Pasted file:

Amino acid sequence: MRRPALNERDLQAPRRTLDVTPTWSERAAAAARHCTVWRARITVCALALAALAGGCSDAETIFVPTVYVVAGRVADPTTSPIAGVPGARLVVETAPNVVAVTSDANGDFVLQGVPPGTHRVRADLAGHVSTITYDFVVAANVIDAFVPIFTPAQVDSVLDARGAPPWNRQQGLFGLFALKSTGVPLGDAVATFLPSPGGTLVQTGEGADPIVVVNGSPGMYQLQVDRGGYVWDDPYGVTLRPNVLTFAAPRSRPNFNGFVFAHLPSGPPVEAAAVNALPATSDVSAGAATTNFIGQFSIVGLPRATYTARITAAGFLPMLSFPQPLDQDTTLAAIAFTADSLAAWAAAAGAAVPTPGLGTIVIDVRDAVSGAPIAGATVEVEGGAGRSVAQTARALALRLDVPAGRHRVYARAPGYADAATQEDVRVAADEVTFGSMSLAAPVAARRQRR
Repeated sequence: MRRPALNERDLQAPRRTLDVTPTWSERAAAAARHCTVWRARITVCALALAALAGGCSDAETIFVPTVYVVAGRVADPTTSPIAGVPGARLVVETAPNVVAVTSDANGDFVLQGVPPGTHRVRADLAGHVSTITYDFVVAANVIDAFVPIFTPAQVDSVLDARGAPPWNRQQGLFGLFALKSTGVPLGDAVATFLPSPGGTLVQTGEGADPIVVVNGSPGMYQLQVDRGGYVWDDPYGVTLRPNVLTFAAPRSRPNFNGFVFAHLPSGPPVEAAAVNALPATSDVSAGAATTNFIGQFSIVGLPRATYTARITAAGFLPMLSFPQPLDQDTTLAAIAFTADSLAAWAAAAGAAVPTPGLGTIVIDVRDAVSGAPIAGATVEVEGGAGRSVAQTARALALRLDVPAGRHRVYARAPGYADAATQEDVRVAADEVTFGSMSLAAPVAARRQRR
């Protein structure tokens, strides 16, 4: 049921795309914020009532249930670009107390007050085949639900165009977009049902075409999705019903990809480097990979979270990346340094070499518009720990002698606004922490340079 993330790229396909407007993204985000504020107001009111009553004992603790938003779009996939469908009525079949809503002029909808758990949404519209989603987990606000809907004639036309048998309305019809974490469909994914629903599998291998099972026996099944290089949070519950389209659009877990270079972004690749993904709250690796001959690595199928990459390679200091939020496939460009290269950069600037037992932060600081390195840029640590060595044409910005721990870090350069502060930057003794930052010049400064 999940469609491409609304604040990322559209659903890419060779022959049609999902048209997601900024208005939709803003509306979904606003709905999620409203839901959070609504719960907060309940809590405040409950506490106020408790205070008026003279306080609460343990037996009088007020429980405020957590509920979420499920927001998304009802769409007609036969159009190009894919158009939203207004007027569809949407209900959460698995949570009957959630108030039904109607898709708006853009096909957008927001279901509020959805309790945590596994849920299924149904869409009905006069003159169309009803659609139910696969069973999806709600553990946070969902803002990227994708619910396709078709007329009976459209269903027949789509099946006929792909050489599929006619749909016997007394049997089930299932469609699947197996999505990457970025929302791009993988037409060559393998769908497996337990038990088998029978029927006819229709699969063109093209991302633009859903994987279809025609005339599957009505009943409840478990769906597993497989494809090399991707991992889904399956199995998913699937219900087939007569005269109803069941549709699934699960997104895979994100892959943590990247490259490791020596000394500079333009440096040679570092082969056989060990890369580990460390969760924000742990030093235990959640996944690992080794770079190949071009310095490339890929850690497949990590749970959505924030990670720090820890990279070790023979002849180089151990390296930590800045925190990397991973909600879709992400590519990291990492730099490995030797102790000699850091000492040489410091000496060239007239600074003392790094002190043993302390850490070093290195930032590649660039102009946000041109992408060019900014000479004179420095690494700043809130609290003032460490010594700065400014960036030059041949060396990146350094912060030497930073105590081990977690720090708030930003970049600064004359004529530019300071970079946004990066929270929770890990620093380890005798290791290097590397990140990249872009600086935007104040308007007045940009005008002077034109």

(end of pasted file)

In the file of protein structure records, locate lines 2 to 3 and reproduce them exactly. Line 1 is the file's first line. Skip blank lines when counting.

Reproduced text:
Repeated sequence: MRRPALNERDLQAPRRTLDVTPTWSERAAAAARHCTVWRARITVCALALAALAGGCSDAETIFVPTVYVVAGRVADPTTSPIAGVPGARLVVETAPNVVAVTSDANGDFVLQGVPPGTHRVRADLAGHVSTITYDFVVAANVIDAFVPIFTPAQVDSVLDARGAPPWNRQQGLFGLFALKSTGVPLGDAVATFLPSPGGTLVQTGEGADPIVVVNGSPGMYQLQVDRGGYVWDDPYGVTLRPNVLTFAAPRSRPNFNGFVFAHLPSGPPVEAAAVNALPATSDVSAGAATTNFIGQFSIVGLPRATYTARITAAGFLPMLSFPQPLDQDTTLAAIAFTADSLAAWAAAAGAAVPTPGLGTIVIDVRDAVSGAPIAGATVEVEGGAGRSVAQTARALALRLDVPAGRHRVYARAPGYADAATQEDVRVAADEVTFGSMSLAAPVAARRQRR
């Protein structure tokens, strides 16, 4: 049921795309914020009532249930670009107390007050085949639900165009977009049902075409999705019903990809480097990979979270990346340094070499518009720990002698606004922490340079 993330790229396909407007993204985000504020107001009111009553004992603790938003779009996939469908009525079949809503002029909808758990949404519209989603987990606000809907004639036309048998309305019809974490469909994914629903599998291998099972026996099944290089949070519950389209659009877990270079972004690749993904709250690796001959690595199928990459390679200091939020496939460009290269950069600037037992932060600081390195840029640590060595044409910005721990870090350069502060930057003794930052010049400064 999940469609491409609304604040990322559209659903890419060779022959049609999902048209997601900024208005939709803003509306979904606003709905999620409203839901959070609504719960907060309940809590405040409950506490106020408790205070008026003279306080609460343990037996009088007020429980405020957590509920979420499920927001998304009802769409007609036969159009190009894919158009939203207004007027569809949407209900959460698995949570009957959630108030039904109607898709708006853009096909957008927001279901509020959805309790945590596994849920299924149904869409009905006069003159169309009803659609139910696969069973999806709600553990946070969902803002990227994708619910396709078709007329009976459209269903027949789509099946006929792909050489599929006619749909016997007394049997089930299932469609699947197996999505990457970025929302791009993988037409060559393998769908497996337990038990088998029978029927006819229709699969063109093209991302633009859903994987279809025609005339599957009505009943409840478990769906597993497989494809090399991707991992889904399956199995998913699937219900087939007569005269109803069941549709699934699960997104895979994100892959943590990247490259490791020596000394500079333009440096040679570092082969056989060990890369580990460390969760924000742990030093235990959640996944690992080794770079190949071009310095490339890929850690497949990590749970959505924030990670720090820890990279070790023979002849180089151990390296930590800045925190990397991973909600879709992400590519990291990492730099490995030797102790000699850091000492040489410091000496060239007239600074003392790094002190043993302390850490070093290195930032590649660039102009946000041109992408060019900014000479004179420095690494700043809130609290003032460490010594700065400014960036030059041949060396990146350094912060030497930073105590081990977690720090708030930003970049600064004359004529530019300071970079946004990066929270929770890990620093380890005798290791290097590397990140990249872009600086935007104040308007007045940009005008002077034109």